Please arrive in Lima at your leisure; we recommend arriving at an hour that allows you to rest before the start of the trip, which begins promptly the next morning. After arriving at the Jorge Chavez International Airport (LIM) in Lima and passing through immigration and customs, the first night’s hotel is just across the street, so there is no need for a shuttle—just a simple walk across the median and you can check in!

Dinner this night is at the hotel and is a great chance to meet up with your guides and travelling companions.

Please exchange money into Peruvian Soles at the airport. This is very important! ATM’s are not widely available once out of Lima.

Please check the Travel Details section of this tour for additional information and updates.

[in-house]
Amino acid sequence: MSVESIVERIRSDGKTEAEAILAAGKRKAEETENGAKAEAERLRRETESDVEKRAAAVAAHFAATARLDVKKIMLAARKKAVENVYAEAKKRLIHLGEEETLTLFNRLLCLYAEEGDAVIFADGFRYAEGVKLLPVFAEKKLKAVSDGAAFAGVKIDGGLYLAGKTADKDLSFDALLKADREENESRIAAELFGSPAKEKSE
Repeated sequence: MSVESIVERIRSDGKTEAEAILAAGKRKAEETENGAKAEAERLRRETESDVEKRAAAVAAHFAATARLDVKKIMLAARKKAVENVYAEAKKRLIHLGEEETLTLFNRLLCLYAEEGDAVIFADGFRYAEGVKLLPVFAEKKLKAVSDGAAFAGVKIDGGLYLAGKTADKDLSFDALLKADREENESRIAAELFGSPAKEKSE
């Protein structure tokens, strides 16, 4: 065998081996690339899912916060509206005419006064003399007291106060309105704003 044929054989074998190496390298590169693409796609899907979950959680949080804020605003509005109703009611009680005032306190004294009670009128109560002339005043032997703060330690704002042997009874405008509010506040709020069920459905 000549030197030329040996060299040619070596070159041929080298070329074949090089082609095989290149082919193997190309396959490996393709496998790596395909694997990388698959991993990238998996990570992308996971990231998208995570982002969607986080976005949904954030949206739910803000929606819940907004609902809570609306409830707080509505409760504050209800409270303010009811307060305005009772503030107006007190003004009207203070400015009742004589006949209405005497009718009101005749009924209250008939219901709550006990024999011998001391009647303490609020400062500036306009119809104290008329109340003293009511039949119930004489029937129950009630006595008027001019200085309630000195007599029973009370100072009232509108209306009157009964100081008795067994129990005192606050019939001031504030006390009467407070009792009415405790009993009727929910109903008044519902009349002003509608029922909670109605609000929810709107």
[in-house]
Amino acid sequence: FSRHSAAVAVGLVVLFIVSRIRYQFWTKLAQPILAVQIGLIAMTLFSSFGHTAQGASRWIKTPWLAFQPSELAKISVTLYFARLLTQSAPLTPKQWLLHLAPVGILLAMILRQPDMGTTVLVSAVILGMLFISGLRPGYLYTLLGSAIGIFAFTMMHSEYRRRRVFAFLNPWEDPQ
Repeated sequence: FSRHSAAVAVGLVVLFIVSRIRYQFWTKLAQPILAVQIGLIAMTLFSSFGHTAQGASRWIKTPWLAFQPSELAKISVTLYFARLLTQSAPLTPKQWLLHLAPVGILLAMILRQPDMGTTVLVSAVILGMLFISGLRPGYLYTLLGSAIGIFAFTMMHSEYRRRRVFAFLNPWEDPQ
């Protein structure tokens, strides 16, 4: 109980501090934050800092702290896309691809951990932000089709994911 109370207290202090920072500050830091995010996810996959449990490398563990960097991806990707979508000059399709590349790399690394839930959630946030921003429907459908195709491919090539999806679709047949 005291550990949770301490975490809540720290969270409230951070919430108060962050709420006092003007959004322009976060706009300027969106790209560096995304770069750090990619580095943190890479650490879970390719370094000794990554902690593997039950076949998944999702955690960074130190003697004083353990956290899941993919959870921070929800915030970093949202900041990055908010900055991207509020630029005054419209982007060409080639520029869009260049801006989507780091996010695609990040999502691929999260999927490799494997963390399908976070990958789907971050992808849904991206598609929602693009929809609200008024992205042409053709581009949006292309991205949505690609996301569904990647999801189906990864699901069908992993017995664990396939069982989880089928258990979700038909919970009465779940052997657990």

Departures from Lima, Peru (LIM)

Please plan departures in the evening of the last day of both the main tour and the extension from Machu Picchu. Many flights to the United States leave at or around midnight, so be sure to check (and double check!) your dates/times carefully.

The departure tax (your expense) from Peru is a part of your international airline ticket, however if you continue regionally to another Latin American country, a tax may apply.

Please check the Travel Details section of this tour for additional information and updates.

Passports, Visas & Documents

Guidelines and regulations can change. It is always advisable to double-check the country’s documentation requirements 60-90 days ahead of traveling. Information for U.S. citizens can be found at: https://travel.state.gov/content/travel/en/international-travel/International-Travel-Country-Information-Pages/Peru.html. If you are from another country, please contact the Peru embassy website for guidelines.